COLUMBIA – Three churches partnered together for a “missional” Vacation Bible School initiative in two Columbia neighborhoods late last month.
A mission team from First Baptist Church, Lathrop, joined with two Columbia churches – Open Heart Baptist Church and Iglesia Alfa y Omega – to host the neighborhood VBS programs, as well as a block party at the church, July 23-26.
According to Omar Segovia, who serves as a Missouri Baptist Convention multiplying churches strategist, these three churches hosted one VBS program and a rugby camp at the Indian Hills Park, located in a lower-income area in east Columbia. They decided to work here after the local police department called church groups to interact with and mentor children in the neighborhood.
“The police want ongoing activities to keep the kids occupied there, so that crime doesn’t increase in the area,” Segovia told The Pathway. The need for outreach in the neighborhood was evidenced when they heard about a teenager who was shot in a nearby liquor store during the week of their outreach initiative.
“It was a strategic place, where the local police desire to have community groups working,” Segovia said. “They love to have churches there.”
The three Missouri Baptist churches also hosted a VBS and soccer camp in a mobile home community, populated mostly by Hispanic residents of Columbia.
Segovia told The Pathway that, while they were setting up for the soccer camp, the mobile home community’s new manager approached them and asked what they were doing. When he found out, he applauded their work.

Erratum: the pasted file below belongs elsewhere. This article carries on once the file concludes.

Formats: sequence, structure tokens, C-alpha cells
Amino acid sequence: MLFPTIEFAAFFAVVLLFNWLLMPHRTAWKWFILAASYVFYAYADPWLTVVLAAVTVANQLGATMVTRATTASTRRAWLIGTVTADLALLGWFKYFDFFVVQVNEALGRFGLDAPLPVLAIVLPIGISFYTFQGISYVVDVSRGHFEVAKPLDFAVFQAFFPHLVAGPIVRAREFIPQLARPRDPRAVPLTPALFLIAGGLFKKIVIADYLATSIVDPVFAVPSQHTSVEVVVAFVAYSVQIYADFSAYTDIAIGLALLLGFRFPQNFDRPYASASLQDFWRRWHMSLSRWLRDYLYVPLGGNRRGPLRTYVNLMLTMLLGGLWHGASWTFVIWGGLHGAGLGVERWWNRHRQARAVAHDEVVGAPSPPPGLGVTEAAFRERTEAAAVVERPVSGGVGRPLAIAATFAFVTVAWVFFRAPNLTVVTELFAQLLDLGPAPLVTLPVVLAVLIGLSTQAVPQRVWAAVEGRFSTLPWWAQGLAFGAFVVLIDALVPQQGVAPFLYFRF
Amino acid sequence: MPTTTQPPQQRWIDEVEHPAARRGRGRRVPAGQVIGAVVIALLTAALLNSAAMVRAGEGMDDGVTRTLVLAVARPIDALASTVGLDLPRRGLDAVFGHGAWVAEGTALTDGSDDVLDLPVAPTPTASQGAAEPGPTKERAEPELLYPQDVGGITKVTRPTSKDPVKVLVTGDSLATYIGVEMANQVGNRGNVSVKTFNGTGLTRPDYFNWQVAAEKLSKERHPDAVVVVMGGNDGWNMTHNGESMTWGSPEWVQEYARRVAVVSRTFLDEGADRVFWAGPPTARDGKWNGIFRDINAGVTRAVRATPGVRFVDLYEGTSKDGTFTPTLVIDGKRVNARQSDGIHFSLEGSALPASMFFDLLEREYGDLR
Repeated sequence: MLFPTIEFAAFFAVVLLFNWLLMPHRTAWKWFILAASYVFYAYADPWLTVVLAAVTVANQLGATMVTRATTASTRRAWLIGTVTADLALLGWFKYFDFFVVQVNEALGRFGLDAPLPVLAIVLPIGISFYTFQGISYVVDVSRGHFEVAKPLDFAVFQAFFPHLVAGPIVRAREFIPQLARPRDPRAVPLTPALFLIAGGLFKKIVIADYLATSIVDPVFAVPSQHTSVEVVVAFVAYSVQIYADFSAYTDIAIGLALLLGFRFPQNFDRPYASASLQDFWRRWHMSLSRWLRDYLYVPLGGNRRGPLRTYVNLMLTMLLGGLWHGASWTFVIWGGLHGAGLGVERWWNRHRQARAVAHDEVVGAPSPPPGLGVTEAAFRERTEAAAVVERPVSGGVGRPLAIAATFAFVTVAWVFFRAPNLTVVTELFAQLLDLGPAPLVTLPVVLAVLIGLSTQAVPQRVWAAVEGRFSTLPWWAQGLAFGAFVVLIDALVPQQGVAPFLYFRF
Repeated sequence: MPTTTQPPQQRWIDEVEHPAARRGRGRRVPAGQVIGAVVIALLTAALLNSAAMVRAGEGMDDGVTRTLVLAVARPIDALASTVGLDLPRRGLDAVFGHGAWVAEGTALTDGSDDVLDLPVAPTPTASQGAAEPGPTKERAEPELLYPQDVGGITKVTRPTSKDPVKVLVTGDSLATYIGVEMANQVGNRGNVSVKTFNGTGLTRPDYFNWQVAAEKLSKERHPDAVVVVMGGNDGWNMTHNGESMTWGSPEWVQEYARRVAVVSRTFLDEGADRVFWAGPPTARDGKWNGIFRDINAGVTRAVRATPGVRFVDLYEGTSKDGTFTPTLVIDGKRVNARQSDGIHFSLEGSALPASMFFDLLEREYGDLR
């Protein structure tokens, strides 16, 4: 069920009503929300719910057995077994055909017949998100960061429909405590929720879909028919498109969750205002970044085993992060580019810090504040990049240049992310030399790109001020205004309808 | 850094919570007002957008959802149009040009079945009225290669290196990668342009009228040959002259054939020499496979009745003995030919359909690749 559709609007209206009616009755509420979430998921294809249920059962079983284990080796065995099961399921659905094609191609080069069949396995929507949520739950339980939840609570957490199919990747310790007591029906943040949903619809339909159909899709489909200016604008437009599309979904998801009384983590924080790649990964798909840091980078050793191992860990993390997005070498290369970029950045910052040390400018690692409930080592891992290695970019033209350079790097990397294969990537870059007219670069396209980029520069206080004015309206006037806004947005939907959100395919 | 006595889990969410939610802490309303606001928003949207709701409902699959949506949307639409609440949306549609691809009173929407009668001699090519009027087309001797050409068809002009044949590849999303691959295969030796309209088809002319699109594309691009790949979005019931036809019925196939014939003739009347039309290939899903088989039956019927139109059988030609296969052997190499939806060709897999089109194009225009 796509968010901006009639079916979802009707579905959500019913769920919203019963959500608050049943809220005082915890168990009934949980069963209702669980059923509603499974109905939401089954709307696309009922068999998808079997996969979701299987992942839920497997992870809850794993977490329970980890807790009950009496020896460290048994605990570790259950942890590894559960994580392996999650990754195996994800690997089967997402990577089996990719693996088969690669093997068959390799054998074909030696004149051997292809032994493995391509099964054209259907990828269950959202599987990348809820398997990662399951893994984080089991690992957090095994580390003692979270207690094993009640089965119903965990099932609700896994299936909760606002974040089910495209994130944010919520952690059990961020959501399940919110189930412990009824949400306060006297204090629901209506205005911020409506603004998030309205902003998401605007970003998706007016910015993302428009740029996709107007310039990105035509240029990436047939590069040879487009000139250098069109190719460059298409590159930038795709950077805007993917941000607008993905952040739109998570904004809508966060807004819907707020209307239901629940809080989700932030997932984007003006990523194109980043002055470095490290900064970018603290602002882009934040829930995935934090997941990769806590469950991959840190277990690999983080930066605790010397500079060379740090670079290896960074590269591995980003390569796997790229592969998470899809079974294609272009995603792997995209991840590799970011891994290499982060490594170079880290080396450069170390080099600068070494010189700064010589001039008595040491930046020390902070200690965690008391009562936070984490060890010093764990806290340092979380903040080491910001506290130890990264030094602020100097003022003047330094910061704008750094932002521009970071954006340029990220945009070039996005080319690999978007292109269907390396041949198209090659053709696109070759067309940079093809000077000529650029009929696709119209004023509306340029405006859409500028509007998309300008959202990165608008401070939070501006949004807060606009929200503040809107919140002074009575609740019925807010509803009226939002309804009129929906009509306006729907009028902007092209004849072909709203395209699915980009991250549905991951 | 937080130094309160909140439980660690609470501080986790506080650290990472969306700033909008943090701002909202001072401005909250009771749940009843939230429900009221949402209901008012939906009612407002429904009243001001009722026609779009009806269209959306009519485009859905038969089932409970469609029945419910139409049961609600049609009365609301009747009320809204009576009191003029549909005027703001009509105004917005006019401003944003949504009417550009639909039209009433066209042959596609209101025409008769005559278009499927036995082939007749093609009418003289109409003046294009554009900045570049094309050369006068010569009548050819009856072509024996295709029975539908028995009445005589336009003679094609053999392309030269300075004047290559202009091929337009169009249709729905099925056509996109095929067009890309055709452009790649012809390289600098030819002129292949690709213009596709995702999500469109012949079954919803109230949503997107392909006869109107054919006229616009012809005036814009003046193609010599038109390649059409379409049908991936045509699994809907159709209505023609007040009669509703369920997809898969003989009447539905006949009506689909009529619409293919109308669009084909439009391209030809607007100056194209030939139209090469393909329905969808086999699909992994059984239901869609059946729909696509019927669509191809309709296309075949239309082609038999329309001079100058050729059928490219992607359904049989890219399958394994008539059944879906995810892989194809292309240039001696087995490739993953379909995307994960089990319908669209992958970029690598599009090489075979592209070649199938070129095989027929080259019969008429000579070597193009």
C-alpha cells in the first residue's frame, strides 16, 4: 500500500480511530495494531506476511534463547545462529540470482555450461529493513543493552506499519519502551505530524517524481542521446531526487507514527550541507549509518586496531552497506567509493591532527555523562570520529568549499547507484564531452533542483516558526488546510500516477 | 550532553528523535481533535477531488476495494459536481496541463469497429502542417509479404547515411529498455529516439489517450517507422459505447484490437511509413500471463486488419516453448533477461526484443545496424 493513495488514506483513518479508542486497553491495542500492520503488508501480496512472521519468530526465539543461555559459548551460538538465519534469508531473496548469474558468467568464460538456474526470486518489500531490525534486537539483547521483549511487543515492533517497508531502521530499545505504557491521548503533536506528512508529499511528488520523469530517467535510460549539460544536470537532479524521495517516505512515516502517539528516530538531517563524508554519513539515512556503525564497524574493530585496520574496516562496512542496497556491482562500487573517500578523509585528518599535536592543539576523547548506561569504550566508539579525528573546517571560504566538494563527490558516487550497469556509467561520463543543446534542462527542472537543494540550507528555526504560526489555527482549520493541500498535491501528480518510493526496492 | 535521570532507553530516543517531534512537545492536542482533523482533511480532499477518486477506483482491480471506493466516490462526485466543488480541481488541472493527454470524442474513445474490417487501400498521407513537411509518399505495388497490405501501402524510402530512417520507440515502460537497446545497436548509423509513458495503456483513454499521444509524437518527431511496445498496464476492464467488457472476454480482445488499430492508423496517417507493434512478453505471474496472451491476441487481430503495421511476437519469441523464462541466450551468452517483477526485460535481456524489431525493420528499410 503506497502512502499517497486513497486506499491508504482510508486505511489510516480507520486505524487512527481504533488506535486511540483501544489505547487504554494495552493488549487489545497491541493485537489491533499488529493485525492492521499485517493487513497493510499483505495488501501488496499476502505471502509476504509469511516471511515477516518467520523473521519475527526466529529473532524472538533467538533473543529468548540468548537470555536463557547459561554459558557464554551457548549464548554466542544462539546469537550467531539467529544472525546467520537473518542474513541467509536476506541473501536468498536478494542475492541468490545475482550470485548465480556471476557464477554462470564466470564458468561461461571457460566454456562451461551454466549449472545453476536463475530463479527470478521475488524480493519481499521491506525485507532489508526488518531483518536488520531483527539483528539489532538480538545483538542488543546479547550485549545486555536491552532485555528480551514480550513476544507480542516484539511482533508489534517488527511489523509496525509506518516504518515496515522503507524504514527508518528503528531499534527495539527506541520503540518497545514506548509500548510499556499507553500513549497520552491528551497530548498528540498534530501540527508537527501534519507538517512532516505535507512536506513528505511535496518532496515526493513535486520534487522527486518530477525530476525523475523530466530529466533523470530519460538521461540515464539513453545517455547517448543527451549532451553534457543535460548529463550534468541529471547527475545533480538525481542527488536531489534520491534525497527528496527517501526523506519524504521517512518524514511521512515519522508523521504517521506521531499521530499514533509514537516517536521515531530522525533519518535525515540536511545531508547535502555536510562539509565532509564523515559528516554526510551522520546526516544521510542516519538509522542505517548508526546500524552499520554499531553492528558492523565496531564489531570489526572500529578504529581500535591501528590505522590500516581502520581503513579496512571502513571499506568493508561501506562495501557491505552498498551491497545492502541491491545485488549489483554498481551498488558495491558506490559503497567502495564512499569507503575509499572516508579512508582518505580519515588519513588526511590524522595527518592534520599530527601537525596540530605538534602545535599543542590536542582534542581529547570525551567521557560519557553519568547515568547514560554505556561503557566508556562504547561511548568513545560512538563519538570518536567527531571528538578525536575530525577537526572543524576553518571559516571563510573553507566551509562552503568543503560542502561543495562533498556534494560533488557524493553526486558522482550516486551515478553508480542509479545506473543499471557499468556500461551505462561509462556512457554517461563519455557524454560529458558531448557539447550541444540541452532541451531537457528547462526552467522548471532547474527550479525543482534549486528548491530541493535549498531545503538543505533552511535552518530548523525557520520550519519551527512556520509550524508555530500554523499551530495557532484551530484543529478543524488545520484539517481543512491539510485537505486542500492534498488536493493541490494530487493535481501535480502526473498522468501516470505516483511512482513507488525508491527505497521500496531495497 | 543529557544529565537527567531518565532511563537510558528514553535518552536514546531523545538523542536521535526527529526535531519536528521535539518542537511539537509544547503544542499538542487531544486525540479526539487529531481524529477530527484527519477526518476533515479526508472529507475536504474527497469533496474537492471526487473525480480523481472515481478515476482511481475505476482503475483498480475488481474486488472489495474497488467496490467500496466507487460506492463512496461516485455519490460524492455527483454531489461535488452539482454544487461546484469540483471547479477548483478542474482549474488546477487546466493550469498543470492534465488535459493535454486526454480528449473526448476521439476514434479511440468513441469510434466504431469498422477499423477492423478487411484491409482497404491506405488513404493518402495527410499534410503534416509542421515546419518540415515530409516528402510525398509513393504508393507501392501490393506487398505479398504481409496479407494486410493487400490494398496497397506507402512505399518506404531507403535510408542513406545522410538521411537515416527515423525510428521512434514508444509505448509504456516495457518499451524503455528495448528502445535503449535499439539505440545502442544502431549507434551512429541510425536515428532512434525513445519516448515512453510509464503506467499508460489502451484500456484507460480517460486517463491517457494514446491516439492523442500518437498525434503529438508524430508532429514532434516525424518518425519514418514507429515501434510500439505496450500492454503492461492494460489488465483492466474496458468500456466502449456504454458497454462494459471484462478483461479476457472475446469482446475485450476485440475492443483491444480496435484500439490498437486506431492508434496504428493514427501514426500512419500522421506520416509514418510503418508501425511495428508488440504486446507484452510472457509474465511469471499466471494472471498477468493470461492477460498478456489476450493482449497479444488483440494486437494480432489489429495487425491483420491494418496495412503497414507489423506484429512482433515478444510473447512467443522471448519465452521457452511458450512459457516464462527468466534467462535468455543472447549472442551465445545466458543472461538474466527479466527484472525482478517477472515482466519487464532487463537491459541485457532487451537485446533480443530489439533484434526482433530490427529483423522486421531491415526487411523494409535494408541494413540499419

“That’s wonderful,” he told Segovia. “One of my plans is to put up soccer posts, and we’d love for you to partner with us to see if we can have ongoing soccer for neighborhood kids.”
An open door for ministry like this comes only when churches get out into their communities, Segovia said.
“Because we took the initiative to do this in the community, we ended up meeting a man who manages three mobile home areas,” he said. “So it has opened a door for us to minister. … This was not only a VBS, but more of a missional effort.”
Segovia reported that about eight people professed faith in Christ during the VBS programs – primarily older children and a few parents. After finishing the VBS programs, the church groups set up a block party at Open Heart Baptist Church, which drew roughly 200 people.